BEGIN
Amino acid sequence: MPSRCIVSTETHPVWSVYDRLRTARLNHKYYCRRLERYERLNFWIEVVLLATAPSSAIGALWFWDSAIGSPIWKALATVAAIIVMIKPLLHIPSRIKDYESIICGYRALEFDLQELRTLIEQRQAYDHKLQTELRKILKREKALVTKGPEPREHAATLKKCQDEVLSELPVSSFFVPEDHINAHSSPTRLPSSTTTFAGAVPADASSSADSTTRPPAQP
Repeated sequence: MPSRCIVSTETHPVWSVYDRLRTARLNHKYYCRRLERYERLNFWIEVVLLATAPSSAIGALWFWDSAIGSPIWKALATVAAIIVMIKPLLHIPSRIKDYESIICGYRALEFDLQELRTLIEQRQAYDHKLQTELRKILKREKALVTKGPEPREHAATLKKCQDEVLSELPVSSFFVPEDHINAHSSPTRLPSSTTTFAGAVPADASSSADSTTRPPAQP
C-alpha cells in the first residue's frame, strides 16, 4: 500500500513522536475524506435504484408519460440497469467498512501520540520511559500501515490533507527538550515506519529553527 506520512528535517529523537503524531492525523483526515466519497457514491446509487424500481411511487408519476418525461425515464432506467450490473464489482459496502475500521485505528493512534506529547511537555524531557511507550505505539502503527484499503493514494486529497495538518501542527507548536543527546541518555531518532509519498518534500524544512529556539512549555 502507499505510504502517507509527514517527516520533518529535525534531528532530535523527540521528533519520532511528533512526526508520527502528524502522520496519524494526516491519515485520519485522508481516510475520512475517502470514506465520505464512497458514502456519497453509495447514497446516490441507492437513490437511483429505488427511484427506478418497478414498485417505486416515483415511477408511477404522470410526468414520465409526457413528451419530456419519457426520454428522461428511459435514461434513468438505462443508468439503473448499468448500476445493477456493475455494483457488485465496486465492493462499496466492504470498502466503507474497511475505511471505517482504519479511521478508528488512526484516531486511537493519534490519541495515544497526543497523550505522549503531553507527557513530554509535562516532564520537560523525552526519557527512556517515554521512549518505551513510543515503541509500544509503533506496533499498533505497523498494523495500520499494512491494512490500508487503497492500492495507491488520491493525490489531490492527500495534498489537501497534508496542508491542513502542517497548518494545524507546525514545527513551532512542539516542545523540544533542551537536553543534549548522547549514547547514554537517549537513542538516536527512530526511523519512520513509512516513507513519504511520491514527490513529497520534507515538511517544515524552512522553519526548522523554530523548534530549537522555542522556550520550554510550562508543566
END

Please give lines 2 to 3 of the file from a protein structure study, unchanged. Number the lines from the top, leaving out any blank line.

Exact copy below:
Repeated sequence: MPSRCIVSTETHPVWSVYDRLRTARLNHKYYCRRLERYERLNFWIEVVLLATAPSSAIGALWFWDSAIGSPIWKALATVAAIIVMIKPLLHIPSRIKDYESIICGYRALEFDLQELRTLIEQRQAYDHKLQTELRKILKREKALVTKGPEPREHAATLKKCQDEVLSELPVSSFFVPEDHINAHSSPTRLPSSTTTFAGAVPADASSSADSTTRPPAQP
C-alpha cells in the first residue's frame, strides 16, 4: 500500500513522536475524506435504484408519460440497469467498512501520540520511559500501515490533507527538550515506519529553527 506520512528535517529523537503524531492525523483526515466519497457514491446509487424500481411511487408519476418525461425515464432506467450490473464489482459496502475500521485505528493512534506529547511537555524531557511507550505505539502503527484499503493514494486529497495538518501542527507548536543527546541518555531518532509519498518534500524544512529556539512549555 502507499505510504502517507509527514517527516520533518529535525534531528532530535523527540521528533519520532511528533512526526508520527502528524502522520496519524494526516491519515485520519485522508481516510475520512475517502470514506465520505464512497458514502456519497453509495447514497446516490441507492437513490437511483429505488427511484427506478418497478414498485417505486416515483415511477408511477404522470410526468414520465409526457413528451419530456419519457426520454428522461428511459435514461434513468438505462443508468439503473448499468448500476445493477456493475455494483457488485465496486465492493462499496466492504470498502466503507474497511475505511471505517482504519479511521478508528488512526484516531486511537493519534490519541495515544497526543497523550505522549503531553507527557513530554509535562516532564520537560523525552526519557527512556517515554521512549518505551513510543515503541509500544509503533506496533499498533505497523498494523495500520499494512491494512490500508487503497492500492495507491488520491493525490489531490492527500495534498489537501497534508496542508491542513502542517497548518494545524507546525514545527513551532512542539516542545523540544533542551537536553543534549548522547549514547547514554537517549537513542538516536527512530526511523519512520513509512516513507513519504511520491514527490513529497520534507515538511517544515524552512522553519526548522523554530523548534530549537522555542522556550520550554510550562508543566